The OADI Student Delegation comprises MA and PhD students who share an expressed interest in supporting diversity, inclusion, and equity within GSAS. Serving year-long appointments, delegates represent the Office of Academic Diversity and Inclusion by participating on student panels, speaking at admissions and recruitment events, promoting student activities, and leading discussions about topics related to diversity, inclusion, and equity.
Below are the delegates for the 2020-2021 academic year. Applications for 2021-2022 will be available in September 2021. Please write to us at gsas-diversity [at] columbia.edu with any questions.
Jingbin is a master’s student in Statistics at Columbia University. He received his bachelor’s degree at DePauw University with a double major in Mathematics and Music. He also serves as a student representative of the MA program in Statistics at Columbia University.
As an international student from China, he has been enthusiastic about promoting diversity and introducing international cultures by organizing diverse meals and performances for domestic and international students. He is also interested in violin performance and strength training in his spare time, and he would love to discover global music cultures in New York City.
Jingbin is excited to be a Student Delegation at the Office of Academic Diversity and Inclusion, and he is looking forward to building an engaging and meaningful community that includes both domestic and international students.
Shakti Castro is a Bronx-Born Boricua, historian, and mother. She is a doctoral student in the History department, where her research is focused on drug use, harm reduction, and activism in New York City's Puerto Rican and Latinx communities. She is interested in the intersections between criminal and public health surveillance and how Latinx drug users have been racialized and criminalized by the state. She is a member of the Executive Council of the Puerto Rican Studies Association, a member of the Diversity & Inclusion Committee of the National Council on Public History, and one of the Student of Color Representatives for the History department's Graduate History Association.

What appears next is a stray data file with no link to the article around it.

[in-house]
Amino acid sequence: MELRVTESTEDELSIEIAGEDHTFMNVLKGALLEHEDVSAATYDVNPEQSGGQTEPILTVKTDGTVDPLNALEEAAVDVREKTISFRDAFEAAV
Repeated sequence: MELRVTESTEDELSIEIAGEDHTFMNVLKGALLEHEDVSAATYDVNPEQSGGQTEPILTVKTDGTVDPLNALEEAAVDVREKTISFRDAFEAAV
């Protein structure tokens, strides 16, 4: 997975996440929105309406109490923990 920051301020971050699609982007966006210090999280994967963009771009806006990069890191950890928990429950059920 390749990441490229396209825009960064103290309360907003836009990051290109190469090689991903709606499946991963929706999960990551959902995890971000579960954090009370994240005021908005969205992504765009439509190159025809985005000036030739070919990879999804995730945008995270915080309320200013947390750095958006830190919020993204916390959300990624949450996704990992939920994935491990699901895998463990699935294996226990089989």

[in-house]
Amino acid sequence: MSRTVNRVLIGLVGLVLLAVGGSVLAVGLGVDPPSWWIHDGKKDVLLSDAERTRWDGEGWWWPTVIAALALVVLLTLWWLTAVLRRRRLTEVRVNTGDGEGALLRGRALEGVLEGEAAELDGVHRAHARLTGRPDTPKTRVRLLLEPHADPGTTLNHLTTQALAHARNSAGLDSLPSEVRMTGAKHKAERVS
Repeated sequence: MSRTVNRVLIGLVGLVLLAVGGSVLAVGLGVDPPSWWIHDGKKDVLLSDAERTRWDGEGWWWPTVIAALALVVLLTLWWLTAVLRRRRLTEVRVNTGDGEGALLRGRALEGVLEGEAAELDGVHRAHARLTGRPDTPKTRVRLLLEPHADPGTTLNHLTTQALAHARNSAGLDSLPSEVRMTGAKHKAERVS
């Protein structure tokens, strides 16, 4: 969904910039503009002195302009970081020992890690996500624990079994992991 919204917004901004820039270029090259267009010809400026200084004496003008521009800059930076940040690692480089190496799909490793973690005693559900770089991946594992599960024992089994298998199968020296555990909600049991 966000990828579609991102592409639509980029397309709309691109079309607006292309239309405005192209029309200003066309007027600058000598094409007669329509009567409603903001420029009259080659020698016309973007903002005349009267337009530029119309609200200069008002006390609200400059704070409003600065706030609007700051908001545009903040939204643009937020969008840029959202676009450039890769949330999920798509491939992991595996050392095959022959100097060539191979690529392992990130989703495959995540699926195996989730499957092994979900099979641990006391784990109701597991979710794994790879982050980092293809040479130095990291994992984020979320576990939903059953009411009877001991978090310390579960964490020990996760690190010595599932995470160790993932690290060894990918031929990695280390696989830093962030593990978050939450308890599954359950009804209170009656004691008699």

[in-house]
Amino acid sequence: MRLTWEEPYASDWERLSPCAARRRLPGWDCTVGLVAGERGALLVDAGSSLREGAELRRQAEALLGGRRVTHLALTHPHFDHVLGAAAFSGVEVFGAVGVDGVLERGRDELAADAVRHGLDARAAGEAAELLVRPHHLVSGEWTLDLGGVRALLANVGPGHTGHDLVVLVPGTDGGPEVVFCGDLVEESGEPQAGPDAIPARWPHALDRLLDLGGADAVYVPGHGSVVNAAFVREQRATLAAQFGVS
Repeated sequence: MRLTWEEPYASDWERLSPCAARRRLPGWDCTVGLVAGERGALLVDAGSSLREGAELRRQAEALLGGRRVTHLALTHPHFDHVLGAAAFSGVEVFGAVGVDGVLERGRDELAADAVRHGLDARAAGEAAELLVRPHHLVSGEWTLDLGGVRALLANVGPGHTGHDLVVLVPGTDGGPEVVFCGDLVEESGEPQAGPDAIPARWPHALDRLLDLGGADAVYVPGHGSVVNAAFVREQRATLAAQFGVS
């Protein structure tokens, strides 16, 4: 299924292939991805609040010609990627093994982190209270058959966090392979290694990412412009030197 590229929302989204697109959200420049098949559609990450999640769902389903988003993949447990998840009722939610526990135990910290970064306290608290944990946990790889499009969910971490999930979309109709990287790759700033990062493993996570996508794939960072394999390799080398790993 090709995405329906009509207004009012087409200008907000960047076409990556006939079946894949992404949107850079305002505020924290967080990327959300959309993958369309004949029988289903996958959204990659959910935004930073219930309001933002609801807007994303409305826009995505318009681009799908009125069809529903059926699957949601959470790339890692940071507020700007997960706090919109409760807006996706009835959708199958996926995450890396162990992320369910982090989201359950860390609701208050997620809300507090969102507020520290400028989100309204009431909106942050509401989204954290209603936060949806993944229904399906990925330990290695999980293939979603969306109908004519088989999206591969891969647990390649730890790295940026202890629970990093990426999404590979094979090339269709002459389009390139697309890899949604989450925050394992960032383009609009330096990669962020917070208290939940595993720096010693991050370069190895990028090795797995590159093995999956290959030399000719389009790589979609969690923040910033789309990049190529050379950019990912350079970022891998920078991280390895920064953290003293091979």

Dyala Kasim is a master's student in the American Studies program at Columbia University's Center for the Study of Ethnicity and Race (CSER). She received her bachelor's degree in English, Communication, and Writing and Rhetoric from Villanova University. At Columbia, Dyala is studying the intersection of ethnicity, race, and gender in multicultural American literature. She is focusing specifically on space and social theory within contemporary Arab American literature, examining the way these individuals utilize writing as a way to transgress boundaries and understand their own complex identities.
At Columbia, Dyala was a member of the Office of Academic Diversity and Inclusion's (OADI) Diversity Research Collective 2019-2020 Cohort, where she examined the phenomenon of white passing among Arab immigrants and Arab Americans living in the United States. She is currently an English teacher at German School Manhattan (GSM), a German-English bilingual school. There, Dyala teaches ELA, Math, and Social Studies in English to first- and second-grade students.
Dyala is grateful to OADI's Student Delegation for providing her with this opportunity because multiculturalism and education have always been extremely important in her own life. She is excited to continue to participate in OADI’s events and information sessions for current and prospective Columbia students, as well as the community of greater New York City.
Dyala lives in Manhattan with her cat, Val.
Spencer is a double-degree master's student in International and World History, hailing from Chicago. Her research explores the historical trade of embroidered textiles between Austria and Nigeria from 1960 to 1984 (between years marking Nigerian independence from Britain and a major Naira devaluation). She traces the form of decolonization as articulated through the political languages of fashion and dress, contributing to larger historiographical debates in the global history of capitalism and commodity culture, material culture, and African-European trade history. She is interested in decolonization in global fashion systems, and understanding how increased historical context could improve diversity and inclusion efforts in an increasingly global corporate world.
Madison Maeve Ogletree